4 Can another DVT or PE be prevented? After you have been diagnosed with DVT or PE, there are some things you can do to help prevent another clot from forming. It s important to follow your doctor s directions for how to take your medicines, and any other lifestyle changes he or she may suggest. Here are some things you can do: Take your blood thinner medicines as prescribed by your doctor. Visit your doctor for regular checkups. Follow up with your doctor for tests and other treatments as directed. Follow your doctor s directions for when it s okay to get up and move around after surgery or a long sickness. Move your legs and feet to help improve blood flow during long trips. Medicine tips Taking your medicines as prescribed by your doctor is very important. Below are some medicine tips you may find helpful: Keep your medicine in a place where you ll be sure to see it, such as next to your coffee cup or with your place settings for the kitchen table. Refill your medicine at least 7 days before you run out. It s important that you don t miss a dose. Talk to your doctor to see if your medicine can be filled by mail-order pharmacy, which may provide a 90-day supply of your medicine. You ll find a blank calendar at the end of this brochure that you can use to keep track of refill dates and follow-up appointments. Read the patient guide that comes with your medicine. Keep an updated list of the medicines you take. The list should include prescription and over-thecounter (nonprescription) medicines, as well as herbal supplements and vitamins. You ll find a blank medicine tracker at the end of this brochure. Tell all of your doctors and your dentist about the medications you are taking.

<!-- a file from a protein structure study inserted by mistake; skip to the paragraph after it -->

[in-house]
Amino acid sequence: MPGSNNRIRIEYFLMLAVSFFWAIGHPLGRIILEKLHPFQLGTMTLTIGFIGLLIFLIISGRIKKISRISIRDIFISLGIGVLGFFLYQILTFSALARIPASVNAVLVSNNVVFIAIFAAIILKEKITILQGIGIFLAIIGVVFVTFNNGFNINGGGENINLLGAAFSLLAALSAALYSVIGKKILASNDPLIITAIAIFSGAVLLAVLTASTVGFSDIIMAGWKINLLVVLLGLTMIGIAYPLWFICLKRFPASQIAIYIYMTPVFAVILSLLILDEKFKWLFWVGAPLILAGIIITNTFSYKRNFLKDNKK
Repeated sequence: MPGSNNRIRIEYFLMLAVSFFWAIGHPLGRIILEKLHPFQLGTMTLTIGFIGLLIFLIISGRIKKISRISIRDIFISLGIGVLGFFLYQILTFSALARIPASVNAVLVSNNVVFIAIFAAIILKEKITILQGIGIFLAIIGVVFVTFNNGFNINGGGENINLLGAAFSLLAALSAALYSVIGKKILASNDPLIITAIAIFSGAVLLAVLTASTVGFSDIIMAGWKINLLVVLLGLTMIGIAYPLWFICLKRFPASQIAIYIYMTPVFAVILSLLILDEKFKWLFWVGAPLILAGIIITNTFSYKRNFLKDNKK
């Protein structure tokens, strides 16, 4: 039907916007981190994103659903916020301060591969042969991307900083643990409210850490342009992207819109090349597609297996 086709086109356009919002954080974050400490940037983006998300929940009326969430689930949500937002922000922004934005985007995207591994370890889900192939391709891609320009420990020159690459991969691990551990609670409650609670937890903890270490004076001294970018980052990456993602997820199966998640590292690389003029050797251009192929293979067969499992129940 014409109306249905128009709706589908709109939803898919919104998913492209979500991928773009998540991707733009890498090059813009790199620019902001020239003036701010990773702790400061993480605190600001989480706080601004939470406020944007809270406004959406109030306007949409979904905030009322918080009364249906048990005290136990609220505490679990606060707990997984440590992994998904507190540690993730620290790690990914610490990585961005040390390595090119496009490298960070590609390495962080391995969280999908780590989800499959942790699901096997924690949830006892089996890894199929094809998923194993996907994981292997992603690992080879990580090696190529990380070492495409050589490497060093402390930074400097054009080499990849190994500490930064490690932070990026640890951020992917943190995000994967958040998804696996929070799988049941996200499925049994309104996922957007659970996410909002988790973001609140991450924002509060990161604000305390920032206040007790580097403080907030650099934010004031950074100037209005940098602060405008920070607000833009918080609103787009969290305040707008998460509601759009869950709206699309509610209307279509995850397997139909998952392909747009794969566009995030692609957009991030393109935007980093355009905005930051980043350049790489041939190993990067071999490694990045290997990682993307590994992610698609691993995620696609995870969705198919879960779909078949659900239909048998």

5 Talk to your doctor or other members of your healthcare team: If you have any signs or symptoms of DVT or PE If you have any questions about your medicines or your condition If you think you are experiencing side effects Before you take any new prescription or over-the-counter medicines, herbal supplements, or vitamins. They can tell you if the new medicines can be taken with your current medicines To learn if there are any special instructions for storing your medicines If you are worried about how much your medicines cost, because there may be programs available to help you pay for them Janssen Pharmaceuticals, Inc April 2013 K02X121029R1C
6 My Health Tracker: Follow-up Calendar Use this calendar to keep track of your follow-up doctor s appointments, changes in your medicine schedule, when you need to request medicine refills, etc. Before you write in the month and days, you may want to make copies of the blank calendar to use again in the future. Month: SUN MON TUES WED THU FRI SAT Janssen Pharmaceuticals, Inc April 2013 K02X121029R1C
7 My Health Tracker: Medicine List Use this chart to keep track of the medicines you take and your medicine schedule. Be sure to include prescription and over-the-counter (nonprescription) medicines, as well as vitamins and herbal supplements. Take this list with you to your doctor s appointments. You may want to make copies of the blank tracker to use again in the future. Name of medicine Dose/number of pills When is it taken? (check all that apply) Take with food (circle one) What is it for? Prescribing doctor What does it look like? Medicines I m allergic to: Janssen Pharmaceuticals, Inc April 2013 K02X121029R1C